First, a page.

But the fact is there are survivors in all of these communities. Survivors aren’t in a community all to themselves. They’re part of all these other communities.

Fatsis: On the specific matter of the case itself, it’s instructive to go back and read what happened, because the charges were horrifying. The police interviews with the victim and with Bryant were incredibly disturbing. The victim declined to testify, and prosecutors wound up dropping the case, and then there was a civil lawsuit and a settlement with Bryant.

And Bryant issued an apology, which, read through the lens of today, is astounding. Bryant acknowledged that he may have sexually assaulted her. He acknowledges that she said it was not consensual.

Levin: He said, in part, “Although I truly believe this encounter between us was consensual, I recognize now that she did not and does not view this incident the same way I did.” I also want to note the part from the police interviews that is the most chilling. The alleged victim said that Kobe said to her, “You’re not gonna tell anybody, right?” during that alleged assault. She says, “I said no, and he didn’t hear me or asked me to say it louder. Wanted me to turn around and look at him while I said it.” She said that Bryant asked her the question three or four times.

Gibbs: I went back and revisited this in 2016, when he retired. I didn’t remember that much about it. I had been in high school during the time, I remembered the apology ring that he gave Vanessa. I remembered that press conference. I remembered a little bit about it, but I didn’t remember the details. Really going back and digging into how disturbing the allegations really were, how she was treated by the media, and that apology. I mean, there’s a lot to it.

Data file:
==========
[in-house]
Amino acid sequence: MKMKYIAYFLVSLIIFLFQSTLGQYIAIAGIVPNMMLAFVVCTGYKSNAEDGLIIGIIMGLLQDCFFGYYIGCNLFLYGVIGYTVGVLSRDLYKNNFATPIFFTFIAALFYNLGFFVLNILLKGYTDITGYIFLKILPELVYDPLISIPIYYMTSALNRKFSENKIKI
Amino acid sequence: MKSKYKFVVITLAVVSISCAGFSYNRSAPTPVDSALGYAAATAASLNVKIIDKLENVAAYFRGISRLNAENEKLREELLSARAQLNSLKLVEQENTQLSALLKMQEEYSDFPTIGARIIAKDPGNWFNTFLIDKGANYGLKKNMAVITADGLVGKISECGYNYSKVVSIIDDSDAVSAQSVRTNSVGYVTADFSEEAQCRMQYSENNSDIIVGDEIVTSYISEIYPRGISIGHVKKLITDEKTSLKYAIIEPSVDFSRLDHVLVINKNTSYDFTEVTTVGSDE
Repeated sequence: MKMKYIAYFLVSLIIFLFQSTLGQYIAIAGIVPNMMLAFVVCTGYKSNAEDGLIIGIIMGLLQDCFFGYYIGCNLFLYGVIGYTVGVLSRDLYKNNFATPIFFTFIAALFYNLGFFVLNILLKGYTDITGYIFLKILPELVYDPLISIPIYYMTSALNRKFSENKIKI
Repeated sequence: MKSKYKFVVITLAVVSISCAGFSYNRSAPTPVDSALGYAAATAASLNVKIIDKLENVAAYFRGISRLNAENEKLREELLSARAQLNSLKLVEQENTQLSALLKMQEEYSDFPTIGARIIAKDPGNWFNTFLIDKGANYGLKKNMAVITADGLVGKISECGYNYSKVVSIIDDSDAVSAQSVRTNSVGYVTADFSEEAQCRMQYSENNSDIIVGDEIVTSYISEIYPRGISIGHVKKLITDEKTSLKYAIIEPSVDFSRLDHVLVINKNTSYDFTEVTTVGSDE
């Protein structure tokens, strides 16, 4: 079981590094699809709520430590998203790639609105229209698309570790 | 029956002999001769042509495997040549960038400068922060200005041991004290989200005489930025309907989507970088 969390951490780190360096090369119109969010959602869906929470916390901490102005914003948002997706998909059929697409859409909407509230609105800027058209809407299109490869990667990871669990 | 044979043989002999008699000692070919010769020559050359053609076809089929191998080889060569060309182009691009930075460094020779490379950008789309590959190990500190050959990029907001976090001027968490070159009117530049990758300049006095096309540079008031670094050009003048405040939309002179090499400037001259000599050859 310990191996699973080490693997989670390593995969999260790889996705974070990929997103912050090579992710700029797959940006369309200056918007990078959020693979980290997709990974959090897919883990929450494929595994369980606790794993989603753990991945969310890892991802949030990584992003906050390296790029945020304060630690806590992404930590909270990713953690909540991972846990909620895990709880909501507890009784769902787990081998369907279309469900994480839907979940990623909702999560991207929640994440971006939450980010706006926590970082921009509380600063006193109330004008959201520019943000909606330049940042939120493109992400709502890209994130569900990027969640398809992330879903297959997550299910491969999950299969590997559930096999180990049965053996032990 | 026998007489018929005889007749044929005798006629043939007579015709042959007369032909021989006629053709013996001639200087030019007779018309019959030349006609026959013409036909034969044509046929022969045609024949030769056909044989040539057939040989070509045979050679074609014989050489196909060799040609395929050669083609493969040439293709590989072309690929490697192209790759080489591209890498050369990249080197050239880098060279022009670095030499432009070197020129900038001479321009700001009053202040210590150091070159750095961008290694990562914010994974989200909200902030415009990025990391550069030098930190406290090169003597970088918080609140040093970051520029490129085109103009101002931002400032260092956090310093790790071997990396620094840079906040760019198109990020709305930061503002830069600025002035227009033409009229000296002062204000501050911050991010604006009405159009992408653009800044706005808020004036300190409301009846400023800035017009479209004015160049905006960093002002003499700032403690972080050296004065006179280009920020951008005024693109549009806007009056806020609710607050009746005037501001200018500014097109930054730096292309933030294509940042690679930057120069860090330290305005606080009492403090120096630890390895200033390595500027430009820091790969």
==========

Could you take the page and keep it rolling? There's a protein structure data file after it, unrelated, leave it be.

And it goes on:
Anderson: The other thing is … that I believe Kobe when he says that he doesn’t believe that he raped her. But that is a failure. First of all, that doesn’t clear you in terms of your legal or moral obligations to other people. It is a failure of consent, a failure to learn what consent is.

Gibbs: Yeah, I totally agree. Especially for these athletes that their whole life, they’ve been lifted up, praised by everyone. They haven’t heard “no” that often from anybody about anything because of their status and their talent. I completely agree with you, and I think I kept hoping as Kobe grew up and especially as he became such a fixture in the women’s sports community and he had these daughters, I kept hoping that maybe he would reckon with it in some way, somehow. And obviously we will never know if he would have, but it always felt like a missed opportunity for someone who did seem so insightful and to care so much about women that that conversation couldn’t be had. And now it won’t be.